The Iowa-based company was immediately receptive to Penske Entertainment’s pitch.
“Donna Tweeten, Randy’s chief administrative officer and head of all marketing, I met her for the first time at their office and met them for dinner that night,” Denker continued. “One thing led to another and we had an agreement that we would put a race on together. I had to get the NBC timing because they wanted the event to be on the network. Very important for them to have this race on network so they can show their state to the country. I got the windows from NBC and couldn’t get night windows, so I had to have day windows, which is what we have here now.
“Once I got the NBC deal done, I had the track deal to get done. That was to understand what our partnership with Hy-Vee would look like, which is a multi-year deal. Little did I know about any of this infrastructure they had to bring. This all came after [IndyCar VP of Promoter and Broadcast Partnerships] Michael Montri and Anne Fishgrund, who we named the general manager of the program here, all came together as they said, ‘OK, need to put our heads together with Randy’s team and make a major deal out of this.’ And they said, give us some names of who can build infrastructure. And they ended up with a company called In Production that does the Phoenix Open [PGA Golf event] and the big stands for the fans and hospitality suites, and that’s the same structure from Phoenix that we have here [in Turns 1 and 4].”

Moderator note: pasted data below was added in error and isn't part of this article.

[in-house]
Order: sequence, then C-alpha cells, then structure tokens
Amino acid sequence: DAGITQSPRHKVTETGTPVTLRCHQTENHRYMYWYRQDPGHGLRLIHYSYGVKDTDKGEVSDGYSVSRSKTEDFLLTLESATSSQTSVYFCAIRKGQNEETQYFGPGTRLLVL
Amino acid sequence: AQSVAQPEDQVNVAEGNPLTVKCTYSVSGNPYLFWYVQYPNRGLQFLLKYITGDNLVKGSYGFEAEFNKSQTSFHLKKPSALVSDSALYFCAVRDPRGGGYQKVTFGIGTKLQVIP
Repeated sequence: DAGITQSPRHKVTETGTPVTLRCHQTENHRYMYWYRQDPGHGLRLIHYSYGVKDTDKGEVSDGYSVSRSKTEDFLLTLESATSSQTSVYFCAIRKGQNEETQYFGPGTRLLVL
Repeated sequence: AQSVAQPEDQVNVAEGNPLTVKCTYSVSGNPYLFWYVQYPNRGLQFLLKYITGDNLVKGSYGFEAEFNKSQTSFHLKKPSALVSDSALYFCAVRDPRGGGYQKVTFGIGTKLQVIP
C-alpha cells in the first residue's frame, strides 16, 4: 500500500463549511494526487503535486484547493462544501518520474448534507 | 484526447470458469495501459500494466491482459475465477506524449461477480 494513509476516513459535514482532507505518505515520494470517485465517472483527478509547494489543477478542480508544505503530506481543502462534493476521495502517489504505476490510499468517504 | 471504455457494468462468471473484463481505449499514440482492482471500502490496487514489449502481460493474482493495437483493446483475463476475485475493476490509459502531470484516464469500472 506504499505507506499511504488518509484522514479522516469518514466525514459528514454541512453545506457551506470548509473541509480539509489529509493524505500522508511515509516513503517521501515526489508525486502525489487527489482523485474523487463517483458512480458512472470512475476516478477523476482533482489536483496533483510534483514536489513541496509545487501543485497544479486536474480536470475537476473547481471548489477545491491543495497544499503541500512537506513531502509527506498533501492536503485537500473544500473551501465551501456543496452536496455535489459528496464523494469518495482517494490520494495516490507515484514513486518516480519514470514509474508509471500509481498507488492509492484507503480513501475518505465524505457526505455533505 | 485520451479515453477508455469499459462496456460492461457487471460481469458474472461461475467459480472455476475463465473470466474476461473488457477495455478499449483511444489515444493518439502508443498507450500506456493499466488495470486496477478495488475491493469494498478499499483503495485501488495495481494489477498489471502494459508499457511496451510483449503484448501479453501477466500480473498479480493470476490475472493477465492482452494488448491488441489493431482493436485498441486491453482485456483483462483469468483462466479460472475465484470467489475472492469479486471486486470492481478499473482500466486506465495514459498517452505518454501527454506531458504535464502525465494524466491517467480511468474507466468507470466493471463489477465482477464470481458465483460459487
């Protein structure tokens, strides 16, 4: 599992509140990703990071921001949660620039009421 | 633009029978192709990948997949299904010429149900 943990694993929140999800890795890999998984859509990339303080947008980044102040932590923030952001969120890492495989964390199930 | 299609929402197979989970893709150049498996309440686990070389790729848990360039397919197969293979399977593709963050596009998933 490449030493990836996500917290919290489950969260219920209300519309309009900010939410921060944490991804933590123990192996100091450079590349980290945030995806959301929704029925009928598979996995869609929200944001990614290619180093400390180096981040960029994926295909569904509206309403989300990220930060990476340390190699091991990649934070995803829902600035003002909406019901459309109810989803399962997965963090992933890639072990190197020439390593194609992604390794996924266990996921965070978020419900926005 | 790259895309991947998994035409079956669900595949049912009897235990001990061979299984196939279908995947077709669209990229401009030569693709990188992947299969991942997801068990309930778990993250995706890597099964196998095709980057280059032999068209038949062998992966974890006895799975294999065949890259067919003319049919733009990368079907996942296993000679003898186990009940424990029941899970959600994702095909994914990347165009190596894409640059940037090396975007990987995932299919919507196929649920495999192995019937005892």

Hy-Vee’s entertainment division spearheaded the next major development in the Iowa IndyCar doubleheader.
“I tell everybody who’ll listen that you’ve got to have events, not races; they’re very different,” Denker said. “And they said to make this an event, we need to have huge entertainment and said they’d come back to me because they have their own companies they work with to do that. And they came back with these original names, and I’m like, ‘Really? These are real options?’ Florida Georgia Line, Blake Shelton, Tim McGraw, Gwen Stefani. This is going to be big, like a country all-star event because you’re getting a $55 ticket and you can sit in grandstand seat and watch a great race and then watch two concerts. I mean, you’ve got to be kidding me, right? You pay $200 to go see Blake Shelton live, so these things just kept going and piling on and piling on and piling on.
“So then we said OK, we need to have somebody on the ground who is based in Iowa. I need somebody go to the city council meetings. I need people go to the Future Farmers of America meetings here. So I hired a local person in Iowa named Kelly Brant, and she lives in Des Moines. So I have feet in the ground. And then Anne [Fishgrund] and her were the two-person show. Then we got the ticketing office at IMS involved and they will take on all the ticketing, as they have in Detroit. Our marketing teams and social media teams in Detroit and at IMS will take on the social media and marketing here. Merrill Cain and Rob Stone are here from our Detroit communications team to run that side.
“And then Courtney Gibbs and her entire sponsor activation team descended on Iowa the week after the Detroit Grand Prix was done, so they are the ones that with Michael Montri put this all together. When we announced ticket sales, we wanted to wait and wait and wait because we wanted these artists to be confirmed to make a big deal, and we did that. Tickets just blew off the stage the first time, and the support Hy-Vee have given us… I had honestly never seen before. What they’re doing here with the infrastructure and their investment is incredible.”